Overwhelming majority of parents say they are well informed when it comes to making decisions about their children’s diet
Mon 2 July 2012
Most Australian parents see themselves as primarily responsible for dietary choices in their home, believe they’re well enough informed to make sensible decisions and do not view advertising as a significant contributor to obesity levels. These are the key finding of an Ipsos survey.
The Australian Association of National Advertisers (AANA), which is responsible for the advertising Codes that govern self-regulation of advertising in Australia, today released the findings of the Ipsos survey into parental attitudes to the causes and possible remedies to addressing obesity.
‘The Survey confirms that parents are not ignorant or ill-informed when it comes to making healthy food choices, despite what some health sector lobbyists would have us believe – in fact 94% of parents feel they are well informed when it comes to making decisions about their children’s diet,’ said Scott McClellan, Chief Executive Officer of the AANA.
‘The top influences on what types of food should go into our shopping trolleys are nutritional value, price and taste. When outside of home, nutritional value plays only a slightly lesser role while convenience also plays into their choice.
‘Advertising was named by only three per cent as one of the top influences on the type of food they purchased. Clearly, for the vast majority of people, advertising only helps determine choice of brand but it doesn’t determine choice of food type to any meaningful extent.’
While the Survey found that only two thirds of parents stated they were not influenced by advertising at all when it came to type of food purchase they did believe advertising is more influential on their children.
‘We know parents are clearly concerned about the effect advertising may have on their children and that is why advertisers need to be conscious of their commitments to only advertise healthier food choices to children and work within the current AANA Code of Advertising & Marketing Communications to Children and AANA Food and Beverage Advertising Code.’
The Survey also found that the majority of kids 13 years of age and younger are supervised at least most of the time when watching TV, which indicates that parents are well aware of what their children are watching on TV.
The very strong view of the parents surveyed was that they accept and want responsibility for making health, nutrition and exercise decisions for their children and only one in four believed Government should play a greater role.
For further information or to request an interview with an AANA spokesperson, please contact Res Publica:
Angela Koutoulas | firstname.lastname@example.org | 02 8297 1514
The survey was conducted by Ipsos ASI on behalf of the AANA in April 2012. Ipsos is the third largest market research organisation in the world.
Ipsos is QA accredited to ISO standards ISO-9001 and ISO-20252, and in addition, their own on-line panel company –View is also accredited to ISO-25262.
More than 500 parents participated in the survey.
The study was undertaken into understanding parental attitudes to food and (non-alcoholic) beverages.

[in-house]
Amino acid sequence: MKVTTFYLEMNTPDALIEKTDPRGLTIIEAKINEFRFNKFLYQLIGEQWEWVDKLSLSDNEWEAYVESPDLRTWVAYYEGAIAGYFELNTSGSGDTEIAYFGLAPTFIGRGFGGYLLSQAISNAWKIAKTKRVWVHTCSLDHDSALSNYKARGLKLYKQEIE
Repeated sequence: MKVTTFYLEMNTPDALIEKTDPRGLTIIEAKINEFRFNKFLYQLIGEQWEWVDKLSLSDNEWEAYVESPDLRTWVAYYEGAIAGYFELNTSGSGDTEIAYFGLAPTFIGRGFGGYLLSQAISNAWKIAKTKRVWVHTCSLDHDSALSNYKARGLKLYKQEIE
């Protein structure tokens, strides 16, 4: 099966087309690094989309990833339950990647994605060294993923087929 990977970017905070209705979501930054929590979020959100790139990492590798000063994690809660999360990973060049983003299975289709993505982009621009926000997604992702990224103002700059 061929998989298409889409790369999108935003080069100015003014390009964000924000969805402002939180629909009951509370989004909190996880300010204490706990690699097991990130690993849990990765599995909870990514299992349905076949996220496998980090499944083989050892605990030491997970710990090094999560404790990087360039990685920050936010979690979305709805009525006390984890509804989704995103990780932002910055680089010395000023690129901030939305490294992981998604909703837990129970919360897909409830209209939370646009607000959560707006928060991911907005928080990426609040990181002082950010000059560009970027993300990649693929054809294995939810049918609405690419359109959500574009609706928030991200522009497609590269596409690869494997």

92% of parents say that they have the ultimate responsibility for what their children eat and drink – 68% strongly agree.
Around 70% of parents do not believe advertising has any influence over their food and beverage purchase decisions.
Only one in four parents believe the responsibility for their children’s health education should be shared with the government.
Less than 10% of parents felt they were not confident of making informed decisions about food and beverage choices for their children.
32% of parents claim nutritional value is a top influence in food purchasing, with 26% claiming price and 16% claiming taste. Marketing and advertising were cited by only 3% of parents as top influencers.
In comparison, 29% of parents claim price, 17% claim nutrition and taste and 12% claim convenience as the top influence for outside of the home purchases.
Almost three quarters of parents surveyed believe that 60% or more of Australians are overweight. This correlates closely with the Australian Bureau of Statistics (ABS) National Health Survey 2007-08 data, which showed that the proportion of Australian adults who were overweight or obese was 61%.
78% parents acknowledge importance of a ‘balanced diet’ and 70% the importance of ‘exercise’ for their children’s health.
Most often named contributor to overweight problems in children 14 years and younger was parents followed by food.
Just under half of parents indicate that schools should be ‘very responsible’ in helping to educate children and encourage healthy eating habits.
67% of parents were most likely to either walk or ride their bikes to school when they were a child. In contrast 69% of children today get a lift to school with parents, friends or neighbours.
Almost two-thirds of parents were participating in active sport or exercise at least 3-4 times a week or more when they were younger. In contrast just over half of children are participating in active sport or exercise at least 3-4 times per week.
Fewer kids now play at home, in playgrounds or in neighbourhood, or play sport compared to when their parents were children.